And perhaps when I say "most women," what I really mean is me.
The morning started out innocently enough. Scotty started making chirping noises around 6:30am (5:30 DST, for anyone following along...kill me now...) I rolled over and grunted at Brian. "Not it," I said. He grunted back, but then I heard him sigh and get up. Satisfied, I snuggled in for an extra hour of sleep.
The Bear and Brian woke me up a short time later. I detected a whiff of attitude from my husband, as he did not appear to be his usual pleasant morning self. Immediately in my head, I began going over all of the justifications as to why it was okay for me to sleep in. I'm training for a half marathon; my body needs the sleep. I'll wake up with him on Sunday. I am exhausted. I have dark circles under my eyes and I'm starting to look like a raccoon. I need the sleep, okay? Get off my metaphorical back.
Then my internal monologue of grumpiness (fueled by no coffee, mind you; a true recipe for disaster) veered off into my schedule for today. And then tomorrow. And all of the things that I needed to get done in the next 48 hours hit me like a ton of bricks, so I dealt with it the way every good wife does: I started snipping at my husband.
"Did you make him breakfast?"
"Did you give him his medicine?" (Scotty's on antibiotics for a sinus infection. Today is day 9).
"Did you change his clothes, brush his teeth, put the dishes away, or sweep the kitchen?"
I knew the answers before I asked the questions, but my irrational self still vocalized the questions. Just out of unpleasant spite.
And keeping with the theme of the morning, I launched into my "So essentially, you've done nothing other than keep the child alive until I woke up?" speech when I started to notice Brian's eyes glaze over.
I was losing my audience.
I could tell he was started to eye the door, wondering just how fast/quietly he could exit the building to stop my ranting. He wasnt' listening; he was planning his escape.
Regardless, I pressed on.
"Do have any idea how much stuff I have to do tomorrow? I am waking up at 6am to run 10 miles. We then have a toddler birthday party in the morning. Then I have to go decorate - for the Halloween party we are throwing - in the afternoon, which by the way, all of the decorations are still in my car. I asked you to take them out last night, which you did not do. And after I'm done decorating, I have to come home, make food, shower, and then we need to put our costumes on. The party starts at 8 and we need to be there early. Do you know how tired I am going to be?"
I kept going.
"...and today, I need to go to the Gap and get a birthday present, go to Costco - on a Friday afternoon of a holiday weekend! - drop off books at the library, and take Scotty to the park. And hem his costume and edit articles for Junior League AND do all of this while entertaining a toddler glued to my hip."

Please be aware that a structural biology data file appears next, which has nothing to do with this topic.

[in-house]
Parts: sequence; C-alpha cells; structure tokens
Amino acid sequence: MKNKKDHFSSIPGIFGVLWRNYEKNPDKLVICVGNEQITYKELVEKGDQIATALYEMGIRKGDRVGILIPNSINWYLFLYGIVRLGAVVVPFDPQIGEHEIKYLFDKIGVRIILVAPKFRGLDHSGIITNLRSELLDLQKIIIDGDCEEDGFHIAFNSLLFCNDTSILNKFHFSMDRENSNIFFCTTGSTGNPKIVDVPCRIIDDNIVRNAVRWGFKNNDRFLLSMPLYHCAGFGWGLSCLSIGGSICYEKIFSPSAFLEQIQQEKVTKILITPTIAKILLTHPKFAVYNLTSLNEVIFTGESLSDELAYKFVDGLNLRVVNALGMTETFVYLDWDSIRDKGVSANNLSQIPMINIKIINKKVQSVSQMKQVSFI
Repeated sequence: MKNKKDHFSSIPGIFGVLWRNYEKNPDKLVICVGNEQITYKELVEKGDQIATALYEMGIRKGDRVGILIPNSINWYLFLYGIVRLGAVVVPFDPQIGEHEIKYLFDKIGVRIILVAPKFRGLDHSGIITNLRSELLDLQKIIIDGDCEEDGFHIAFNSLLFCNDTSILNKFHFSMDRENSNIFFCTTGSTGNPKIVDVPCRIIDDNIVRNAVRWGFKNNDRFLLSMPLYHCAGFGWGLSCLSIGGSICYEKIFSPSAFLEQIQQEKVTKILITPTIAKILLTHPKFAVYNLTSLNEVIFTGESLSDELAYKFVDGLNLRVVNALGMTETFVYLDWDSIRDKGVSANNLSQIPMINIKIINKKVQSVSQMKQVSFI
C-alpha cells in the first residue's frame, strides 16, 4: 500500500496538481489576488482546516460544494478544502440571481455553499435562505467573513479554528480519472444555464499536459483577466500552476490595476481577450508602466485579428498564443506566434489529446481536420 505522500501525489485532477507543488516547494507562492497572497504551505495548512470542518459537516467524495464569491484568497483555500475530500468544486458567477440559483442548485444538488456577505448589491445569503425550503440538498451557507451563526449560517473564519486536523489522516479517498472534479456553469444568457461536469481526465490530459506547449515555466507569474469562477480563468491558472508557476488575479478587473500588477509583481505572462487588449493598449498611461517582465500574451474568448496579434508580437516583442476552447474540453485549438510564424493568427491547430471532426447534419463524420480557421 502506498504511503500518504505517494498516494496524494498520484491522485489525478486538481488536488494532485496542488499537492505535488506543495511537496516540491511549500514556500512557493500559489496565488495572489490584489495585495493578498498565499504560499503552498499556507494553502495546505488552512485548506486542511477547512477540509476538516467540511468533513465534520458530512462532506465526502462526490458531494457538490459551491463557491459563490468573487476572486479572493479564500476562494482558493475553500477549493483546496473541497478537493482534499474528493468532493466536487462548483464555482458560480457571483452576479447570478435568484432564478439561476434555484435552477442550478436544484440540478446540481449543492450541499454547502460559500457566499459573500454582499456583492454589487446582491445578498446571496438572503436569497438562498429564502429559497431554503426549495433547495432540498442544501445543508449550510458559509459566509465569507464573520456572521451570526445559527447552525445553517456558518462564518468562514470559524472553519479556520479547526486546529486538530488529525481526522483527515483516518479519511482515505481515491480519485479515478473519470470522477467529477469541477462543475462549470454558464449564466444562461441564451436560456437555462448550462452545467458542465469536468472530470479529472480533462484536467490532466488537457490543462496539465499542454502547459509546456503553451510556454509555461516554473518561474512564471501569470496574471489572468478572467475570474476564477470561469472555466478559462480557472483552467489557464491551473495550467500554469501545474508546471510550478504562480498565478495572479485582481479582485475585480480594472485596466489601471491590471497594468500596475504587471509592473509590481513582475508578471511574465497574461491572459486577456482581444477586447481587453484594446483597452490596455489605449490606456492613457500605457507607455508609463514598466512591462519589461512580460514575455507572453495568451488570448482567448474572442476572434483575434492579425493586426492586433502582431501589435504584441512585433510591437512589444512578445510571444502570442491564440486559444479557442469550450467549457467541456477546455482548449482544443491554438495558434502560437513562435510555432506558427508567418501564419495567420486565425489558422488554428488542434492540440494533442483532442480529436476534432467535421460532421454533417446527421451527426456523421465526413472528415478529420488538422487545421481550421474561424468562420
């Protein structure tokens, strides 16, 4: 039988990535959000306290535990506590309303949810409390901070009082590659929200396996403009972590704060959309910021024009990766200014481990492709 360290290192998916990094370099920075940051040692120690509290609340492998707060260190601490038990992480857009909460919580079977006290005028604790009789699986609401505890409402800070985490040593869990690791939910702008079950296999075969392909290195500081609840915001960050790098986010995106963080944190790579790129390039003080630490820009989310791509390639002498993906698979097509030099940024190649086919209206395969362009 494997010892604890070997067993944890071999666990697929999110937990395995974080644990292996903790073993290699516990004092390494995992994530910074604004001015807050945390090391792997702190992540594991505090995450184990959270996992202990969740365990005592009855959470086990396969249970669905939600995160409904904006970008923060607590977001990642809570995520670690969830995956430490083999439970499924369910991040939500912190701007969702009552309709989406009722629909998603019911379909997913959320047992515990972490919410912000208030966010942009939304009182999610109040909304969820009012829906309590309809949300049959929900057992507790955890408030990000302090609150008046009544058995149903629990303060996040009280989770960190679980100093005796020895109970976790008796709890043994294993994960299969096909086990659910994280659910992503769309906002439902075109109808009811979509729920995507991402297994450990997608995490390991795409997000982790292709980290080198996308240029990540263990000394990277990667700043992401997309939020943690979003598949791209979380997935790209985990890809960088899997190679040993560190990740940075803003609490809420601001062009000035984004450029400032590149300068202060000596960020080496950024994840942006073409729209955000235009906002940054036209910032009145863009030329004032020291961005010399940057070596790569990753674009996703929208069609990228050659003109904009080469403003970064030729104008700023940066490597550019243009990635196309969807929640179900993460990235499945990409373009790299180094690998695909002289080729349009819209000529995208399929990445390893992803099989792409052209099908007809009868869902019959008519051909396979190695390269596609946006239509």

Oh wait, still not done.
"So while you sit there and pout about getting up early, I want you to know enjoy - " my voice got a little louder here " - YOUR DAY NOT TAKING CARE OF ANYONE BUT YOURSELF. ENJOY YOUR QUIET RIDE TO YOUR QUIET OFFICE IN A CLEAN, QUIET CAR."
And with that, ladies and gentlemen, I became the scariest thing about Halloween.
Looking back, yes, I recognize my behavior was poor. Terrible, in fact. Brian, bless his heart, simply exited quietly through the garage with a look of fear and concern in his eyes. And mild irritation, but I'm not going to begrudge him that. I'm just happy he didn't throw a plate at me or something, since my head was clearly about to start spinning around.
But what is it about the holidays that makes us (okay, me) crazy? I know I'm not the only one going through this right now. I know there are probably millions of women, frantically gluing buttons on cheap felt material right now while eating their weight in mini candy bars. I'm sure there are hundreds of us driving around with plastic skulls in our backseats, cutting off the guy in front us because we want - no, we need - that Starbucks more than the other person. We're picking fights with our spouses because we've piled our plates high with charity work and toddler activities and exercise, and then we melt into puddles of resentment and exhaustion when we realize the day is only 24 hours long.
This is not good.
I blame Martha Stewart for this.
And so while I am cognizant of my mistakes, I am going to try to take a chill pill this weekend (hopefully in the form of a mini Twix bar and maybe a vodka cocktail or two), and remind myself, things don't have to be perfect. It's okay to let the husband watch that baseball-game-thing that is on tonight. It's like, some big deal or something. It's okay if Scotty's pants on his costume are too long; it's okay to just cut the material and have an uneven edge. Really, who cares?
Because between the pumpkins, the goats, and now today, I fear that the rest of the year (holiday time!) will be nothing but a giant stress headache waiting to happen.
We haven't even discussed pumpkin carving on Sunday yet.
I'm not sure Brian's going to let me handle sharp objects.
Happy Halloween, everyone.